With spring finally here and Easter right around the corner, we are starting to reap the benefits of warmer and longer days. One of the highlights of the season is bringing fresh flowers indoors to spruce up our homes with some natural beauty. Cat owners should always be aware that certain blooms should never cross the threshold of their door. Lilies can cause severe or even fatal kidney failure in cats, and it doesn’t take much. All parts of the plant are toxic- petals, leaves, stems, even the pollen. Even drinking water from the vase that the lilies are in is toxic to cats. The exact compound and mechanism for toxicity are actually not known, but all species in genera Lilium spp and Hemerocallis spp. (Daylilies) are toxic. Cats are the only species known to fall victim to this particular toxicity.
Signs of lily ingestion will most likely include vomiting within 5-10 minutes, followed by lethargy and lack of appetite (2-6 hours later). Later, the cat may develop excessive thirst (12-30 hours later), further weakness, lethargy or even death.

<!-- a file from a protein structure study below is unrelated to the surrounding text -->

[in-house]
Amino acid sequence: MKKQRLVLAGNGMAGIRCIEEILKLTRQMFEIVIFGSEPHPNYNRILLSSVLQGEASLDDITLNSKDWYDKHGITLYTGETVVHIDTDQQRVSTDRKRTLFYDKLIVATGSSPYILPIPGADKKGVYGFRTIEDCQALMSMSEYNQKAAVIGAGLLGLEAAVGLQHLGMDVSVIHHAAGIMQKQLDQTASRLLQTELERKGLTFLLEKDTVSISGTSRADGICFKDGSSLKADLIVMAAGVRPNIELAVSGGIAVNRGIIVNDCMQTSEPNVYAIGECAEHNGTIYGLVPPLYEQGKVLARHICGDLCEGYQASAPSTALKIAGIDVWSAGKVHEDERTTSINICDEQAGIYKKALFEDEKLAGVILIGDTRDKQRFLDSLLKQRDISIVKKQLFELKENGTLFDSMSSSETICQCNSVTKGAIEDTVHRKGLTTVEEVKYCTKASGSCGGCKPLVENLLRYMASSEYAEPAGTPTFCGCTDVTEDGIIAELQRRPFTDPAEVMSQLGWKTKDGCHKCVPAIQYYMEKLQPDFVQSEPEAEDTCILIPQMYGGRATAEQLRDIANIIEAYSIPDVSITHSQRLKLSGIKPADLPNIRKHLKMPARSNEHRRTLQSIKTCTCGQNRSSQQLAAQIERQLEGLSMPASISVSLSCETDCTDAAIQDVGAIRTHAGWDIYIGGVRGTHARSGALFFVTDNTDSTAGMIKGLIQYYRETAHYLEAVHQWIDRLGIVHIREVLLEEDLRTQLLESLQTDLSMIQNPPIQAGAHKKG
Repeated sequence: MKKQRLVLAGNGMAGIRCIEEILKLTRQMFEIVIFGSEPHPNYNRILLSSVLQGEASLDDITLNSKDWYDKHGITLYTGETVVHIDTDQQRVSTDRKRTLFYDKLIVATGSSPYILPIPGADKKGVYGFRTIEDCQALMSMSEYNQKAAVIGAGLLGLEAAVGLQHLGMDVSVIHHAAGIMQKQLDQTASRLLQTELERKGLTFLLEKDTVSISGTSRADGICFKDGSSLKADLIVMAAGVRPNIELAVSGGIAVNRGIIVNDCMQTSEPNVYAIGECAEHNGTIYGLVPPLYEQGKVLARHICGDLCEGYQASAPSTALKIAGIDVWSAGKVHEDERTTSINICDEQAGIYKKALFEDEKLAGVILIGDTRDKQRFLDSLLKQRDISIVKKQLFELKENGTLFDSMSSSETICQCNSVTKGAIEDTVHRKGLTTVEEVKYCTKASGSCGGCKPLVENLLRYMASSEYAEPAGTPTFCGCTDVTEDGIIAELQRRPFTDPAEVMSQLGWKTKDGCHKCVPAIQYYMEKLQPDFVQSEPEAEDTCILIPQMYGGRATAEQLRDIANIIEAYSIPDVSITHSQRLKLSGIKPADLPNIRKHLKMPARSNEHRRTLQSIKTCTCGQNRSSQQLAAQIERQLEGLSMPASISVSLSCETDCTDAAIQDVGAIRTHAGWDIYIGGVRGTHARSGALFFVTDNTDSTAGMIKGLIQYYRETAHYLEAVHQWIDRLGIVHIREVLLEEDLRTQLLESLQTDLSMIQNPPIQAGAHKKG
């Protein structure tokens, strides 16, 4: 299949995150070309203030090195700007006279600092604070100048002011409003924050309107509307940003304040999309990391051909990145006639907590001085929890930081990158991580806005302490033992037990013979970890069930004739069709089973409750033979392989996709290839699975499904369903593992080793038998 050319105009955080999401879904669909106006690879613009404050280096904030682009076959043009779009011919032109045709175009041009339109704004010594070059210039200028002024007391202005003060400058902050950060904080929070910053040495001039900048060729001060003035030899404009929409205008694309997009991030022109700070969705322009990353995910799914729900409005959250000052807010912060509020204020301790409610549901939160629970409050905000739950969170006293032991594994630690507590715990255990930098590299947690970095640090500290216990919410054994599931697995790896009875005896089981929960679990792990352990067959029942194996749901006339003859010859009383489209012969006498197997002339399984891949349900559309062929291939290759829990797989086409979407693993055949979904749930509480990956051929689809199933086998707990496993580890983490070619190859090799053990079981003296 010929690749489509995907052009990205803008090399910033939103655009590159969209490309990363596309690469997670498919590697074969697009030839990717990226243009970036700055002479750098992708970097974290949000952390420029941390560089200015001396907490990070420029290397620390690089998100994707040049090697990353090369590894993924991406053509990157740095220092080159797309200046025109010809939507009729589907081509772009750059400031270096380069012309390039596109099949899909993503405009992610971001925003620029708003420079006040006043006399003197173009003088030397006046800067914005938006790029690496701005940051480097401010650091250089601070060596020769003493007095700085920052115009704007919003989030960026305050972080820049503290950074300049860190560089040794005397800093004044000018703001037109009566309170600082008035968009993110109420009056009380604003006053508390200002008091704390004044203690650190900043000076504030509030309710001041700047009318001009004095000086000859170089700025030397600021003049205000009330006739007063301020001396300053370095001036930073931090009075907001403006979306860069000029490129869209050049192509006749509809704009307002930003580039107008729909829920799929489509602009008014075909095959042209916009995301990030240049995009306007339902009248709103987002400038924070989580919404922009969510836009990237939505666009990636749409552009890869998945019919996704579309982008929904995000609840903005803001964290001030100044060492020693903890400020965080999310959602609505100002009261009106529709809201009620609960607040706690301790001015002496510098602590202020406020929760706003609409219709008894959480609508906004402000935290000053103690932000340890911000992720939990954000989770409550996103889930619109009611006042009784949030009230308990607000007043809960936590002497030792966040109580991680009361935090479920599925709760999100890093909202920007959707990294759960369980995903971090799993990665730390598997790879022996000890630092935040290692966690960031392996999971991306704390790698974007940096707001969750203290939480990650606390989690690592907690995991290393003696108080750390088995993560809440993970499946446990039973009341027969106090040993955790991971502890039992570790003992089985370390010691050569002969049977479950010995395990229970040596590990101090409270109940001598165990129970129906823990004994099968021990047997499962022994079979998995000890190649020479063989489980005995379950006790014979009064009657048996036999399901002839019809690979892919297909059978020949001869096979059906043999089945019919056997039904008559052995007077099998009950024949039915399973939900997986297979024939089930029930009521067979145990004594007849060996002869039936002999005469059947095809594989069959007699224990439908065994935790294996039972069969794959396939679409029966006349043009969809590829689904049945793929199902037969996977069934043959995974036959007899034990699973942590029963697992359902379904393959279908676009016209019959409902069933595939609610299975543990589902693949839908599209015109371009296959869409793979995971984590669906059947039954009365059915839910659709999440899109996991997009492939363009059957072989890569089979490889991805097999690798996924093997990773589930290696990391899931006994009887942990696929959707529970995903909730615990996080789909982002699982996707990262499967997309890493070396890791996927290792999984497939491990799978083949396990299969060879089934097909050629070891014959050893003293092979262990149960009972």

If ingestion is promptly noted (within hours), our East Village veterinarians can administer an injection to induce vomiting, which will help to remove any additional plant remnants from the cat’s stomach. Activated charcoal is then administered to neutralize any particles left in the intestinal tract. The vet will then advise baseline blood work and urinalysis to determine your cat’s current kidney function. Aggressive intravenous fluid therapy for 48-72 hours can prevent significant kidney damage by getting extra blood flow to the kidneys. There is no specific antidote for lily toxicity, but supportive care can save these cats. Cats presenting for medical care much later after ingestion of lilies may require dialysis to recover kidney function.
Protect your cat by carefully choosing floral arrangements, and never send any kind of lily to a household with cats. Early recognition of any contact between your cat and the flower will go a long way to successful treatment, but knowing and avoiding the risk altogether is best. Spread the word and keep cats out of the ER this Easter season!